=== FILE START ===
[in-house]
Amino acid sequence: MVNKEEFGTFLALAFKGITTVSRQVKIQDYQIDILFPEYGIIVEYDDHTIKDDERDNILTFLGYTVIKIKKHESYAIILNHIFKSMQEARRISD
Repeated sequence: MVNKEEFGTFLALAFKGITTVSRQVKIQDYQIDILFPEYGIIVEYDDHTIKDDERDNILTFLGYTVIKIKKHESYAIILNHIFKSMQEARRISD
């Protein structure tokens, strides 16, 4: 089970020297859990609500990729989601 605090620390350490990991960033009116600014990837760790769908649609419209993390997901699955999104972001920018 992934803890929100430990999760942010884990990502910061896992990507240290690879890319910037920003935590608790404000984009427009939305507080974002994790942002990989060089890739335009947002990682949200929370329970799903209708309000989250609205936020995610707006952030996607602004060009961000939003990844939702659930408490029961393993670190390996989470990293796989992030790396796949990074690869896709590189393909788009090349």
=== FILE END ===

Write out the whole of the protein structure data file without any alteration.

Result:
[in-house]
Amino acid sequence: MVNKEEFGTFLALAFKGITTVSRQVKIQDYQIDILFPEYGIIVEYDDHTIKDDERDNILTFLGYTVIKIKKHESYAIILNHIFKSMQEARRISD
Repeated sequence: MVNKEEFGTFLALAFKGITTVSRQVKIQDYQIDILFPEYGIIVEYDDHTIKDDERDNILTFLGYTVIKIKKHESYAIILNHIFKSMQEARRISD
């Protein structure tokens, strides 16, 4: 089970020297859990609500990729989601 605090620390350490990991960033009116600014990837760790769908649609419209993390997901699955999104972001920018 992934803890929100430990999760942010884990990502910061896992990507240290690879890319910037920003935590608790404000984009427009939305507080974002994790942002990989060089890739335009947002990682949200929370329970799903209708309000989250609205936020995610707006952030996607602004060009961000939003990844939702659930408490029961393993670190390996989470990293796989992030790396796949990074690869896709590189393909788009090349």